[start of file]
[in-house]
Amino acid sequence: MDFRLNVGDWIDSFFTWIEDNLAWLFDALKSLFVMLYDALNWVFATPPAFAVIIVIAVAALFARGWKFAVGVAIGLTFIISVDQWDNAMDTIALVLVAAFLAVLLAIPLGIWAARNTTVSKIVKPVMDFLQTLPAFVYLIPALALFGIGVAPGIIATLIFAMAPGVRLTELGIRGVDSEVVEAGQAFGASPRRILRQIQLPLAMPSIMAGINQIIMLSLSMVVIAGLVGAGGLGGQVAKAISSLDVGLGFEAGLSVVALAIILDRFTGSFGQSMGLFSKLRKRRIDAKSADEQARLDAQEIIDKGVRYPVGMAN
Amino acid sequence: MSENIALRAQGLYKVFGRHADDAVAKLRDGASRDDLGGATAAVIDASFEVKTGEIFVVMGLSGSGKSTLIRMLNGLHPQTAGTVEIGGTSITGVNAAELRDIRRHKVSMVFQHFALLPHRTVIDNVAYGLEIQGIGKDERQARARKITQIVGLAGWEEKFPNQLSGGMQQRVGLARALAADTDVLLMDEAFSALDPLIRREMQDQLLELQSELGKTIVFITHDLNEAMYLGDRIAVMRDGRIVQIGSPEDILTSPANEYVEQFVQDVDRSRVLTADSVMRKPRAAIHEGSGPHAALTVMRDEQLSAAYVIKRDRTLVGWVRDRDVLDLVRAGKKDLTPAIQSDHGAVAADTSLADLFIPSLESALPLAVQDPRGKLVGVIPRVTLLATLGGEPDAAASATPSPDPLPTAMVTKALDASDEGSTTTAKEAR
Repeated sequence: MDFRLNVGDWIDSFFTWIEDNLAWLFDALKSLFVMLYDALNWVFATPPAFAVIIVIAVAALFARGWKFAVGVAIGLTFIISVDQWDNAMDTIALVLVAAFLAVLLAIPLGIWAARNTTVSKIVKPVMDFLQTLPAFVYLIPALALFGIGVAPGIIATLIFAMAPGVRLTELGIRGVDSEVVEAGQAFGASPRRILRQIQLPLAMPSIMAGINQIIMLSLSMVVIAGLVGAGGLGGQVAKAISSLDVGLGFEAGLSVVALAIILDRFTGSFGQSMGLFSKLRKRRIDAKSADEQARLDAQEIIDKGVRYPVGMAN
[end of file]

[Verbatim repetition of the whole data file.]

[in-house]
Amino acid sequence: MDFRLNVGDWIDSFFTWIEDNLAWLFDALKSLFVMLYDALNWVFATPPAFAVIIVIAVAALFARGWKFAVGVAIGLTFIISVDQWDNAMDTIALVLVAAFLAVLLAIPLGIWAARNTTVSKIVKPVMDFLQTLPAFVYLIPALALFGIGVAPGIIATLIFAMAPGVRLTELGIRGVDSEVVEAGQAFGASPRRILRQIQLPLAMPSIMAGINQIIMLSLSMVVIAGLVGAGGLGGQVAKAISSLDVGLGFEAGLSVVALAIILDRFTGSFGQSMGLFSKLRKRRIDAKSADEQARLDAQEIIDKGVRYPVGMAN
Amino acid sequence: MSENIALRAQGLYKVFGRHADDAVAKLRDGASRDDLGGATAAVIDASFEVKTGEIFVVMGLSGSGKSTLIRMLNGLHPQTAGTVEIGGTSITGVNAAELRDIRRHKVSMVFQHFALLPHRTVIDNVAYGLEIQGIGKDERQARARKITQIVGLAGWEEKFPNQLSGGMQQRVGLARALAADTDVLLMDEAFSALDPLIRREMQDQLLELQSELGKTIVFITHDLNEAMYLGDRIAVMRDGRIVQIGSPEDILTSPANEYVEQFVQDVDRSRVLTADSVMRKPRAAIHEGSGPHAALTVMRDEQLSAAYVIKRDRTLVGWVRDRDVLDLVRAGKKDLTPAIQSDHGAVAADTSLADLFIPSLESALPLAVQDPRGKLVGVIPRVTLLATLGGEPDAAASATPSPDPLPTAMVTKALDASDEGSTTTAKEAR
Repeated sequence: MDFRLNVGDWIDSFFTWIEDNLAWLFDALKSLFVMLYDALNWVFATPPAFAVIIVIAVAALFARGWKFAVGVAIGLTFIISVDQWDNAMDTIALVLVAAFLAVLLAIPLGIWAARNTTVSKIVKPVMDFLQTLPAFVYLIPALALFGIGVAPGIIATLIFAMAPGVRLTELGIRGVDSEVVEAGQAFGASPRRILRQIQLPLAMPSIMAGINQIIMLSLSMVVIAGLVGAGGLGGQVAKAISSLDVGLGFEAGLSVVALAIILDRFTGSFGQSMGLFSKLRKRRIDAKSADEQARLDAQEIIDKGVRYPVGMAN